Pittsburgh Steelers Week 2 Report Card
Week 2 Report Card
With the first two weeks of the 2013 regular season officially in the books, the Pittsburgh Steelers find themselves in an unfamiliar position. For the first time in the Mike Tomlin era, the Steelers are 0-2 after a 20-10 Monday night loss to the Cincinnati Bengals. History tells us that being in this position isn’t a good sign, seeing that a vast majority of teams who lose their first two games hardly ever makes the postseason.
Nothing seemed to improve from Pittsburgh’s unsuspected season-opening loss. Offensively, quarterback Ben Roethlisberger did everything he could to keep the Steelers’ ship afloat. Unfortunately, the pass protection was still bad, and the running game was even worse. In addition, a fumble and a dropped pass halted two potential scoring drives.
The play on the other side of the ball kept the team within reaching distance of a victory, but still lacked game-changing big plays. The Steelers’ defensive veterans showed consistency, but inexperience at inside linebacker left big plays, open in both the passing and running games of the Bengals.
Looking back on the past several season, Pittsburgh has owned Cincinnati when playing in the Queen City, winning 11 of the last 12 times. Obviously, the tables have turned, and this could possibly be the changing of the guard in the division and within this rivalry.
So far, 2013 hasn’t been kind to Pittsburgh. The team has yet to win a game of any kind, and are hoping that they avoid going zero for the year.
Even though there has been very little progress from Week 1, let’s look at the Steelers’ grades for Week 2.
Clyde A. Speller is an NFL writer for RantSports.com. Follow him on Twitter @ClydeASpeller, or add him to your network on Google+
Ben Roethlisberger did everything he could when he had the ball in his hands. Big Ben did complete 54 percent of his passes for 251 yards and a touchdown. Unfortunately, he did throw a pick that should have been caught by wide receiver Jerricho Cotchery in the fourth quarter. In his defense, Roethlisberger can only do so much while running for his life behind the line of scrimmage.
It has come to my realization that the Steelers’ running game will be horrible, regardless of who is carrying the ball. Running back Felix Jones started the game only to end with 37 yards on 10 attempts. Both Isaac Redman and Jonathan Dwyer combined for six yards on four carries. To say that the running game was nonexistent is an understatement. With the lack of ground attack, the offense was dependent on receiver screens instead.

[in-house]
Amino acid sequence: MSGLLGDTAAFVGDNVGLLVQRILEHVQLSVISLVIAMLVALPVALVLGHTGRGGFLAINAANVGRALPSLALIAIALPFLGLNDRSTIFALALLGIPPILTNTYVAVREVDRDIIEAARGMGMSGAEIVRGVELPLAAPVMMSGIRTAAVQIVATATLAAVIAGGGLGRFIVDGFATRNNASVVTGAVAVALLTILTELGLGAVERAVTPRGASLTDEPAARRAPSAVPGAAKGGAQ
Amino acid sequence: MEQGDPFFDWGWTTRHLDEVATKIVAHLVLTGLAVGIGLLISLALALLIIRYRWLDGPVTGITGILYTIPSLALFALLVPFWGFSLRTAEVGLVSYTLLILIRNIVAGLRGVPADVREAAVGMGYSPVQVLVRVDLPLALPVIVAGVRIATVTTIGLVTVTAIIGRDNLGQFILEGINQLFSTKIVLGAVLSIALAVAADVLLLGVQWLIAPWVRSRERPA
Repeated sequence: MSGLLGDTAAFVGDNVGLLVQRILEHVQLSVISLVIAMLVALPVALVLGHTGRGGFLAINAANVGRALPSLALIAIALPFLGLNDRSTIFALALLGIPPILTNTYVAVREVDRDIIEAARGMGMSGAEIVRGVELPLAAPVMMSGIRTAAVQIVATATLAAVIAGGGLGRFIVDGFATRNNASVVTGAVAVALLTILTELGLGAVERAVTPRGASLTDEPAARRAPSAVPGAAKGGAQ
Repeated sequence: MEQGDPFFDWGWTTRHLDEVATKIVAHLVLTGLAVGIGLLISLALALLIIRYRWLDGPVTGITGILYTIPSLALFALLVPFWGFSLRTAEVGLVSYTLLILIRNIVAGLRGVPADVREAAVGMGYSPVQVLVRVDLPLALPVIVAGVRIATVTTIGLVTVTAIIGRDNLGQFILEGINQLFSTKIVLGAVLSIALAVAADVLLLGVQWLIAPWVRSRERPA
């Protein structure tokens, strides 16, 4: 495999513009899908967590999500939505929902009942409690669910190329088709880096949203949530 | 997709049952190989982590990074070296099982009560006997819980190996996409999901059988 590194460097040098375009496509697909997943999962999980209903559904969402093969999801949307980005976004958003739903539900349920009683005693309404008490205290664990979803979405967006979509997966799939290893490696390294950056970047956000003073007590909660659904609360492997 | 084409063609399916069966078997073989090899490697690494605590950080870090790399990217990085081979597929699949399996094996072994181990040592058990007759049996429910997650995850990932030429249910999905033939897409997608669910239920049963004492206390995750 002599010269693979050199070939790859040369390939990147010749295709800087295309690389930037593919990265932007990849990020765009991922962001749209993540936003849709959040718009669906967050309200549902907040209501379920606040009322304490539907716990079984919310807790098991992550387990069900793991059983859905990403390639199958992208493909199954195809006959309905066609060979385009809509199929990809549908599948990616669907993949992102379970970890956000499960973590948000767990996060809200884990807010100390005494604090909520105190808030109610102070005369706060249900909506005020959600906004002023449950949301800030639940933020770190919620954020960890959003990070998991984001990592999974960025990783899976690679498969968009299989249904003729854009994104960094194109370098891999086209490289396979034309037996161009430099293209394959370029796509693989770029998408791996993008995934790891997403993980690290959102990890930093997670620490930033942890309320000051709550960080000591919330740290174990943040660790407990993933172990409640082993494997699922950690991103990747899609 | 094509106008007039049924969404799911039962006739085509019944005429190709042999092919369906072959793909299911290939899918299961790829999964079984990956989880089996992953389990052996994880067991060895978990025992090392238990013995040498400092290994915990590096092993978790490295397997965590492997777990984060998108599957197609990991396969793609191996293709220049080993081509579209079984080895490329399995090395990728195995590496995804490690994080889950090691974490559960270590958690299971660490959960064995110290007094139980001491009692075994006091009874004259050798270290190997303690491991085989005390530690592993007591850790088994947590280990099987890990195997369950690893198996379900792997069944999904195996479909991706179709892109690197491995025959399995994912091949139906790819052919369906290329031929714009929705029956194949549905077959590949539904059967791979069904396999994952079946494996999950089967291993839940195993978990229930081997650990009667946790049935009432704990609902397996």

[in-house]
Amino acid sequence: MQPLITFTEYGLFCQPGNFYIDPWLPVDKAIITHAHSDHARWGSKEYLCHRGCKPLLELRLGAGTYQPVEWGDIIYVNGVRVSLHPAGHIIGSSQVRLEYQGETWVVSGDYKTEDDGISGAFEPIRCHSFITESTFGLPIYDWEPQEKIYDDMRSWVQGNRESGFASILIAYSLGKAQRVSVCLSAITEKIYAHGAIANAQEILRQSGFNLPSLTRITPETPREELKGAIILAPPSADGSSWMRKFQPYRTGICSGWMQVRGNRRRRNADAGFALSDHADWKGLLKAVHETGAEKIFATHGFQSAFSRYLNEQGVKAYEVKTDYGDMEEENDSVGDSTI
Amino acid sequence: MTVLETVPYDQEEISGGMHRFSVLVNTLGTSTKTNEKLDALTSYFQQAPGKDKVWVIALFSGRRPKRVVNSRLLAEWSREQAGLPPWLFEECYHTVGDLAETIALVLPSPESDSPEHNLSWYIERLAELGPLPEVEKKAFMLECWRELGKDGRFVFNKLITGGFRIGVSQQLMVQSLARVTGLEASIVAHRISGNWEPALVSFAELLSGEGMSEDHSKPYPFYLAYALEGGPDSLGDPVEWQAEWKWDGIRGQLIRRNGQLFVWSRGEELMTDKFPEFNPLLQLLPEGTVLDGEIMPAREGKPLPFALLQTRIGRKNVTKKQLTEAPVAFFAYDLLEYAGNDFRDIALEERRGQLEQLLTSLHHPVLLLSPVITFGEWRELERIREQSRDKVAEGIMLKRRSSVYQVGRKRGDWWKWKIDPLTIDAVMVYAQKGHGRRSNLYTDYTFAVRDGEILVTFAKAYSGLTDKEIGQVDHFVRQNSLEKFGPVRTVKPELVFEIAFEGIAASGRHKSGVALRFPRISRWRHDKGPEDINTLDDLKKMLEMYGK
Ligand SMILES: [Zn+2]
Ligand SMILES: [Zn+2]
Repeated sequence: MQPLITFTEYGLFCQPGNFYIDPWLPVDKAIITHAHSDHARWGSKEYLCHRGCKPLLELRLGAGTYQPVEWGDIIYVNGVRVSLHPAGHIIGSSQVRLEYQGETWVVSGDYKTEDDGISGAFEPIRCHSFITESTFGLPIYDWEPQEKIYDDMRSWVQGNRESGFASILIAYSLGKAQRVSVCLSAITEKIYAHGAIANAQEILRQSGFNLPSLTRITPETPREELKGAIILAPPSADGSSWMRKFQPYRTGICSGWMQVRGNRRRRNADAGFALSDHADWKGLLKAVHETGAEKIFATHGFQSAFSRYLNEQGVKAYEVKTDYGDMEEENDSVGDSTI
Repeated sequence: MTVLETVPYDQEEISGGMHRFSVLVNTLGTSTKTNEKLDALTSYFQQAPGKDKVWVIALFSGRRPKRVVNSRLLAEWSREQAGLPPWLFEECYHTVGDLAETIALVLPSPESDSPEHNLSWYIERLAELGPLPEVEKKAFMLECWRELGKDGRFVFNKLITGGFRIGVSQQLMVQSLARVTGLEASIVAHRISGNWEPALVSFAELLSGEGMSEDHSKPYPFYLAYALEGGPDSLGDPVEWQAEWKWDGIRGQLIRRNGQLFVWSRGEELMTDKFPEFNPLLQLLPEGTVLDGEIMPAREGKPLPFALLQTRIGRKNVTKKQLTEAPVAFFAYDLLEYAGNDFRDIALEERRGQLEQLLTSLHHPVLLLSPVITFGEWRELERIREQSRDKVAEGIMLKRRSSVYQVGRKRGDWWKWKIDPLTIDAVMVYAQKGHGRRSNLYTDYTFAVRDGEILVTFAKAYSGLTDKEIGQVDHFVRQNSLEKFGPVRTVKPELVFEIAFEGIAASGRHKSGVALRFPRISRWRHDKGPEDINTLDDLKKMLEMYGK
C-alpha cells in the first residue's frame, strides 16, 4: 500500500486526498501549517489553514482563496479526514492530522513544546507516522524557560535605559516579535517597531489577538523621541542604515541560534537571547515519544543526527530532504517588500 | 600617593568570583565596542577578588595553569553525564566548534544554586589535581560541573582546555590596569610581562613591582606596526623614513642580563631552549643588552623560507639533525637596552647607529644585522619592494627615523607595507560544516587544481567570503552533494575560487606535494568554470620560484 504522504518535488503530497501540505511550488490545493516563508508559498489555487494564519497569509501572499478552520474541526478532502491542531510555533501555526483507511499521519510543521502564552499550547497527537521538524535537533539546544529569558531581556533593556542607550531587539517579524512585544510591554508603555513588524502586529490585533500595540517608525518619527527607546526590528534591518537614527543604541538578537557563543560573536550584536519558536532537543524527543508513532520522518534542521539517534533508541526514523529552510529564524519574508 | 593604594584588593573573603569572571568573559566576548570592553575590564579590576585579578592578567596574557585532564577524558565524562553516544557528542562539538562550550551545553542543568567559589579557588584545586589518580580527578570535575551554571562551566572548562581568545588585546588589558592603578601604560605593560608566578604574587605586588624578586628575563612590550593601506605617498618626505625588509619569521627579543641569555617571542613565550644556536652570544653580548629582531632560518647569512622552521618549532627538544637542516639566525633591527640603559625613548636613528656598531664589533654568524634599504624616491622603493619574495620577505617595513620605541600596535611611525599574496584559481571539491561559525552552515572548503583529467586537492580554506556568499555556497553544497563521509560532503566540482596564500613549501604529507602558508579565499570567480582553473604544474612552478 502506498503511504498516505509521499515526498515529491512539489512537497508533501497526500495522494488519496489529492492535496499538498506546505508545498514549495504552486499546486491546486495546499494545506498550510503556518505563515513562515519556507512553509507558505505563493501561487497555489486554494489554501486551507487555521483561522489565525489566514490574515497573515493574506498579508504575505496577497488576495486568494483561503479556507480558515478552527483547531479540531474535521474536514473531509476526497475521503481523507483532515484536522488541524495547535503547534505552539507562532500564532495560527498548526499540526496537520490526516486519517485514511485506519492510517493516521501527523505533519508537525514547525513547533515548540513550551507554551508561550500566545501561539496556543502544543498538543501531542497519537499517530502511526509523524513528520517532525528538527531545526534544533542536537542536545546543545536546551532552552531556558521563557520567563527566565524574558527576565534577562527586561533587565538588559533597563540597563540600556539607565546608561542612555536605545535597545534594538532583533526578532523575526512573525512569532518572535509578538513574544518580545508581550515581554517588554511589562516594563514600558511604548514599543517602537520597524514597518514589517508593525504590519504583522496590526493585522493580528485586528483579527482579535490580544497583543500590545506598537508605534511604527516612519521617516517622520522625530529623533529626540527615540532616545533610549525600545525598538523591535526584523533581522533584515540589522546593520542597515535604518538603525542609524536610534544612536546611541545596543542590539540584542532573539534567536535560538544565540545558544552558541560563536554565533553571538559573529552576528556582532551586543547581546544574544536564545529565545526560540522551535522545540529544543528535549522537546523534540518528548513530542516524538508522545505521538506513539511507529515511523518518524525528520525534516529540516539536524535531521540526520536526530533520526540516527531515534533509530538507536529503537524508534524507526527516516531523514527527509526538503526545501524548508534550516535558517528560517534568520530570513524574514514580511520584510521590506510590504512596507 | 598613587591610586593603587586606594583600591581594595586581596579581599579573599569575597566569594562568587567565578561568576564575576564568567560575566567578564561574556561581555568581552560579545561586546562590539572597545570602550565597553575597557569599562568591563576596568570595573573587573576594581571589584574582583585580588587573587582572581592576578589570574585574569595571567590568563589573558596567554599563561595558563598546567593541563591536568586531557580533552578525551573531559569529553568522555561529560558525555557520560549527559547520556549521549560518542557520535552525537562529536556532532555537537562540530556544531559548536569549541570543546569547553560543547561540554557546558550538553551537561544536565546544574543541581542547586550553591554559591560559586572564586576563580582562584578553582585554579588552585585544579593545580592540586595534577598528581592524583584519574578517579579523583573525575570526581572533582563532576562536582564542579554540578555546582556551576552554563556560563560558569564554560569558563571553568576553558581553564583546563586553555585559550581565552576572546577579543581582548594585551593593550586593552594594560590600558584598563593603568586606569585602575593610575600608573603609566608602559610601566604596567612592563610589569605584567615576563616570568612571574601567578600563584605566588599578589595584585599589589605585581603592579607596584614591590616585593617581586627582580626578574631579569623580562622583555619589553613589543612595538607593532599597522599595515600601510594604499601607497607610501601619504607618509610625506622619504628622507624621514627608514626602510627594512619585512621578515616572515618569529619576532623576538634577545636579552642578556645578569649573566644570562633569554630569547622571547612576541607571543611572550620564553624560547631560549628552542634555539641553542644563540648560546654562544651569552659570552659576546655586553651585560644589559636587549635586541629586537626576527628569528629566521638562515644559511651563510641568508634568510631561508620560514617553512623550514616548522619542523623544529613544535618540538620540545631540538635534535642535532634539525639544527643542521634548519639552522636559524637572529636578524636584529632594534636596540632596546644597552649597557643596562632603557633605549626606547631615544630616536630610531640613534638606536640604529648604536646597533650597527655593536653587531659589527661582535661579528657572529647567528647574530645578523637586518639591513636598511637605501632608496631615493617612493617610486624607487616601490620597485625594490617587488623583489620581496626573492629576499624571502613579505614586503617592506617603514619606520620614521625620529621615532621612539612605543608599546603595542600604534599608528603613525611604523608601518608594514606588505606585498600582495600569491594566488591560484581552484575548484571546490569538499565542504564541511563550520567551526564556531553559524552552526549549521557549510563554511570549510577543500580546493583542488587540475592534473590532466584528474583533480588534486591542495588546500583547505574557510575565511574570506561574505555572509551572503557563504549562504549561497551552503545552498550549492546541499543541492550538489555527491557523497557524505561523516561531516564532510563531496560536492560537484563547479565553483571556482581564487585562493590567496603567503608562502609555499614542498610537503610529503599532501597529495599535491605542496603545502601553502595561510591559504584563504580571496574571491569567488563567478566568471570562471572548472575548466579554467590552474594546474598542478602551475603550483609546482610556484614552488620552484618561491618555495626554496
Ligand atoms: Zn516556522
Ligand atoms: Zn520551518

Wide Receivers/Tight Ends
Wide receivers Antonio Brown and Emmanuel Sanders didn’t have eye-popping numbers, but did come up with some big plays throughout the game. Sanders had a 43-yard catch-and-run that set up Pittsburgh’s only touchdown, which was caught by Derek Moye on a one-yard fade. However, that good fortune was overshadowed by the David Paulson’s critical fumble in the first half and Cotchery’s dropped pass that resulted in interception in fourth quarter.
At times, Pittsburgh’s offensive line seemed solid in pass protection, but they still allowed Roethlisberger to be sacked twice, and hit and hurried several times throughout the game. More importantly, they were still unable to pave the way for a running game, leaving the offense one-dimensional.
The defensive line did put pressure on Bengals quarterback Andy Dalton, which resulted in some hurried throws. Defensive end Brett Keisel had a big pass deflection on a third-and-goal midway in the fourth quarter. However, just like last week, they couldn’t control the line of scrimmage when it counted most in playing the run.
Just like the defensive line, the linebacking corps had a problems containing Cincinnati’s running backs, allowing 113 yards and a touchdown on the ground. They also had trouble in pass coverage. Bengals tight ends Jermaine Gresham and rookie Tyler Eifert each had 66 receiving yards, while rookie running back Giovani Bernard put the game away with a 27-yard catch-and-run for a touchdown in the third quarter.
Cornerback Ike Taylor did a great job in containing wide receiver A.J. Green, limiting him to just six catches for 41 yards. However, Dalton did amass 280 yards in the air with no interceptions, even under pressure.
For the first time all year, there is really nothing bad to say about the Steelers’ special teams unit. Brown got things started off on the right foot with a 40-yard punt return in the first quarter. Kicker Shaun Suisham connected on his only field goal attempt of 44 yards, and punter Zoltan Mesko boomed a 52-yard punt, but was unable to get any of his seven punts inside the 20-yard line.
At times, it appeared that the coaching staff had problems relaying plays to Roethlisberger in a timely fashion. Amidst that confusion, Tomlin and company had difficulty finding alternatives for a lack of a running game. Even though they coached well enough to keep the team within striking distance, they still didn’t find the right answers at the right time.
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